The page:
Cost: 70 Euro
Now it might sound like F1 22 is a foregone conclusion. This is by no means the case: It is THE racing simulation par excellence, especially for experts, when it comes to capturing the F1 feeling, Codemasters is and remains at the top. With games from the F1 series, you look particularly closely due to the consistently high basic quality - and small mistakes are then simply noticed. The F1 22 is therefore also recommended without any compromises.
Nevertheless, some design decisions leave a lot of perplexity. no story? The incredibly useless F1 Life mode? The lack of visual improvements away from the racetracks? The great supercars that can hardly be driven out? Apparently the developers have a lot of work to do with the next edition of the racing game. And they should actually use the time not only to consolidate their place at the top of racing simulations, but to expand them. Otherwise it happens, as it often happens in game series: at some point the air is out like the tires of a Mercedes that has been flown off the track. Even die-hard fans will eventually think about doing without a racing game part if the developers are too stingy with innovations - you know it from other sports games. Not true, FIFA-Row?
Nevertheless, Codemasters and Electronic Arts do some things right: F1 22 is beginner-friendly, convincing on the racetracks and an atmospheric hit there. Cars and routes should look the same, the rich engine noises let it thump pleasantly in the sound boxes. In terms of gameplay, the current F1 part is also a must-buy. When it comes to gameplay, however, you have to be able to accept at least the extremely aggressive ones: they are sometimes really tough in the corner fights, sometimes that's a bit too good. However, the fact that computer opponents sometimes react as unpredictably as human opponents is simply terrific.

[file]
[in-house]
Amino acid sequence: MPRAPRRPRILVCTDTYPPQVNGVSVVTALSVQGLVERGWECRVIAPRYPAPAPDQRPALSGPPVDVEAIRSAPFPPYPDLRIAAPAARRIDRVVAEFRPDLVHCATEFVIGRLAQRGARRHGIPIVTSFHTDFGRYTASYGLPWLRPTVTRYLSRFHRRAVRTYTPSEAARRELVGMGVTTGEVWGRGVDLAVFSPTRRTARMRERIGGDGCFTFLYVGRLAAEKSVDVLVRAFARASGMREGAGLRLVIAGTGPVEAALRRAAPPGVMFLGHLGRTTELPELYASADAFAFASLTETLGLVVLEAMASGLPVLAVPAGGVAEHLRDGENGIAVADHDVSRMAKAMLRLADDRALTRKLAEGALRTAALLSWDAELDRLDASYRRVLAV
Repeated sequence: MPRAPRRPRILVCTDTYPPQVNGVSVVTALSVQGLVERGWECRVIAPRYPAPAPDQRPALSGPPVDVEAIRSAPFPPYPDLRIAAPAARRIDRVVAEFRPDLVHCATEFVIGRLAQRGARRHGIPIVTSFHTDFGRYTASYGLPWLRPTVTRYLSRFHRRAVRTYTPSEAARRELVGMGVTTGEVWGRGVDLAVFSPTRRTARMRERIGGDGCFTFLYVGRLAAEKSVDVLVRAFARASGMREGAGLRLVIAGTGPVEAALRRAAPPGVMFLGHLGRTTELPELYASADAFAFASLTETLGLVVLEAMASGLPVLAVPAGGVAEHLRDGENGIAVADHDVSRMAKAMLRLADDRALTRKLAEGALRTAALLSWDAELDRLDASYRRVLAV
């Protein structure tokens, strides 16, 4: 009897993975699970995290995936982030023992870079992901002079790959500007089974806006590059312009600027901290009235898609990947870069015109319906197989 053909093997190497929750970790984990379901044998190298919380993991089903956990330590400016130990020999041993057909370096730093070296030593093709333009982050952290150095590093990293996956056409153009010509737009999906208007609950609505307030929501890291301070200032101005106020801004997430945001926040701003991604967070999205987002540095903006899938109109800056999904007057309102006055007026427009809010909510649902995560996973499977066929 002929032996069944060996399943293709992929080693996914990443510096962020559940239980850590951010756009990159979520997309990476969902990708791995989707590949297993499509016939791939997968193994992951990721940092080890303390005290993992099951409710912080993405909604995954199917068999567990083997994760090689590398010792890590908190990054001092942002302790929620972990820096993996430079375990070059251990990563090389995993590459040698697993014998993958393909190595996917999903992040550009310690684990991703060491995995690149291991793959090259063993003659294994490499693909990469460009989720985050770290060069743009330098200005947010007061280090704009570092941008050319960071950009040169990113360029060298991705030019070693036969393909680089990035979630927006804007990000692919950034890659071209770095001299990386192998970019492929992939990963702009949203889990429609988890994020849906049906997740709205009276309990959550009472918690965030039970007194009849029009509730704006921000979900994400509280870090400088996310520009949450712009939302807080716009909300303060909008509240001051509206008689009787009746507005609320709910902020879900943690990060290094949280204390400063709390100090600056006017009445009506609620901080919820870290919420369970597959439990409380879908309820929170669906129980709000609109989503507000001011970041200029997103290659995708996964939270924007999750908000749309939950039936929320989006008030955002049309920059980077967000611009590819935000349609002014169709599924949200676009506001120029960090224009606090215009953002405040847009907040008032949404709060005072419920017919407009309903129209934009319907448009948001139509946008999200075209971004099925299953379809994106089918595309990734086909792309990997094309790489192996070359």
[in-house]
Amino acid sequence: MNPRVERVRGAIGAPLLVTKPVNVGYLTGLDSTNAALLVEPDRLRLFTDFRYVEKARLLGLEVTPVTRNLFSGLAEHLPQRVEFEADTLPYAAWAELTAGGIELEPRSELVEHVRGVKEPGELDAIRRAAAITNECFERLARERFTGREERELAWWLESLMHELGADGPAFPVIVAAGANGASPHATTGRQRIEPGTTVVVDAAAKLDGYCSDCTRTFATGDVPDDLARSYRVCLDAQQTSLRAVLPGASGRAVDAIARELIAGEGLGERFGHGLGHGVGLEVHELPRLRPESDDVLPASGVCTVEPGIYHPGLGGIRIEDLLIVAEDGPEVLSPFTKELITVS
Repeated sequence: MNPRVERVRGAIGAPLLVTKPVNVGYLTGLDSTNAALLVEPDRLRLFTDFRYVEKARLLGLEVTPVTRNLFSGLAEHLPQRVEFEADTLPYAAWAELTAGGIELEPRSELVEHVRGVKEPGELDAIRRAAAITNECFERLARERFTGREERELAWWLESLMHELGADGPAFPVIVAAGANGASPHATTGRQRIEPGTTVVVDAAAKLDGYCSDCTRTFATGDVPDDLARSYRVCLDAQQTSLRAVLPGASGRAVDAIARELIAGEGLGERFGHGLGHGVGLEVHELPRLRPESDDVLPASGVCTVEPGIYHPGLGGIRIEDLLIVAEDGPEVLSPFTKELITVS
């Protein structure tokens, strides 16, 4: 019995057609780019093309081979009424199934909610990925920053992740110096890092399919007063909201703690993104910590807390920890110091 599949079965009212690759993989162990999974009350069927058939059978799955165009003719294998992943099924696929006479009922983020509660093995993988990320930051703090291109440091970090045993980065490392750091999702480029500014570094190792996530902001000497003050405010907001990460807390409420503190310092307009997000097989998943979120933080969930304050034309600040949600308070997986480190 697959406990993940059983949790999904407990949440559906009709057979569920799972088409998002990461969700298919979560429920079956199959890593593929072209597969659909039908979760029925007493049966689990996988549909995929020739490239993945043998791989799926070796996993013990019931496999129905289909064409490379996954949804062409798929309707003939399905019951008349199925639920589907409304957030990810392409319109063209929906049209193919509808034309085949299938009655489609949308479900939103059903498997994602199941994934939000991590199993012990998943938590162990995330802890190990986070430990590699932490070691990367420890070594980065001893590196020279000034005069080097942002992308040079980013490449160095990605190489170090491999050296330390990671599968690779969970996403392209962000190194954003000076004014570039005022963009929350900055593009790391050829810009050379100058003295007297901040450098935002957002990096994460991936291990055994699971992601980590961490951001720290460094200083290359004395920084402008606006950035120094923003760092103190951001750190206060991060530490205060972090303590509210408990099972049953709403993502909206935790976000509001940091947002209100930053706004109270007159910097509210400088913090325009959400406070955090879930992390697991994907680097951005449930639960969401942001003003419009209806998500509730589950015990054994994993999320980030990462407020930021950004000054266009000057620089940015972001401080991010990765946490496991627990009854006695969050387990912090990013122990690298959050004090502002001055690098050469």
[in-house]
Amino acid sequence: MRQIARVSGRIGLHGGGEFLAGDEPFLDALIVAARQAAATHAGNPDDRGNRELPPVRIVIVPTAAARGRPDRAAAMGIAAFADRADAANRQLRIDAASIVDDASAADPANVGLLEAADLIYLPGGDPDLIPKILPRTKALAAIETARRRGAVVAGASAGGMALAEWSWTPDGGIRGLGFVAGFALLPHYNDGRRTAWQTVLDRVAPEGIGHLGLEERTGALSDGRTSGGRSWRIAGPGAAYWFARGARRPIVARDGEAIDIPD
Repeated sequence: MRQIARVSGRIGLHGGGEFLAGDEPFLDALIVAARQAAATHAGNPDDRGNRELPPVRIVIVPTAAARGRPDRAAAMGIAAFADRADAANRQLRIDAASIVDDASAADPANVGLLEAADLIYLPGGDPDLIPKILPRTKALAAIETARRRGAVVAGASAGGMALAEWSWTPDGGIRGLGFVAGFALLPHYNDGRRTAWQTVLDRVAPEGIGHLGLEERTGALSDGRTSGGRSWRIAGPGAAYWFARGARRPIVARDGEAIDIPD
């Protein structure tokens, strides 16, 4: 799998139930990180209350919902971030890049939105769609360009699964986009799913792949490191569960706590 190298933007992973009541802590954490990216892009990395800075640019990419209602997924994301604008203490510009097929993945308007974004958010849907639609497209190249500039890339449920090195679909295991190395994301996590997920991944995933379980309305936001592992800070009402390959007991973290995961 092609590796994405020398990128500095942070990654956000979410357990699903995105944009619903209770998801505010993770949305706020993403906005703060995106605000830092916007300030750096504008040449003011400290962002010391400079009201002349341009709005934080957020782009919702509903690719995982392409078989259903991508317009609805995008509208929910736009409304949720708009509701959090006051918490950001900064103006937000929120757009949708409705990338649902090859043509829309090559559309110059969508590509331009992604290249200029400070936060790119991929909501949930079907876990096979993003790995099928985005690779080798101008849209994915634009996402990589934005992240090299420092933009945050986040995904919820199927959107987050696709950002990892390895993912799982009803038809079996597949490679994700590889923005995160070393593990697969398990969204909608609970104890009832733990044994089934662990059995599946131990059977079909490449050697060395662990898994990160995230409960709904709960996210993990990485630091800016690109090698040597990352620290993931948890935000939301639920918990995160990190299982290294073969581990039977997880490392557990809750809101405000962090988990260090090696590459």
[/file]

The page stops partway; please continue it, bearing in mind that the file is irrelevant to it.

Despite a few points of criticism, F1 22 remains an excellent complete racing game package. This year, however, this is combined with the clear announcement that the series will continue to be developed consistently for the coming year and not rely on experiments - which can go wrong, as in the case of F1 Life.
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Last updated on 3.08.2022/XNUMX/XNUMX / Affiliate Links / Images from the Amazon Product Advertising API. * = Affiliate links. Images from Amazon PA API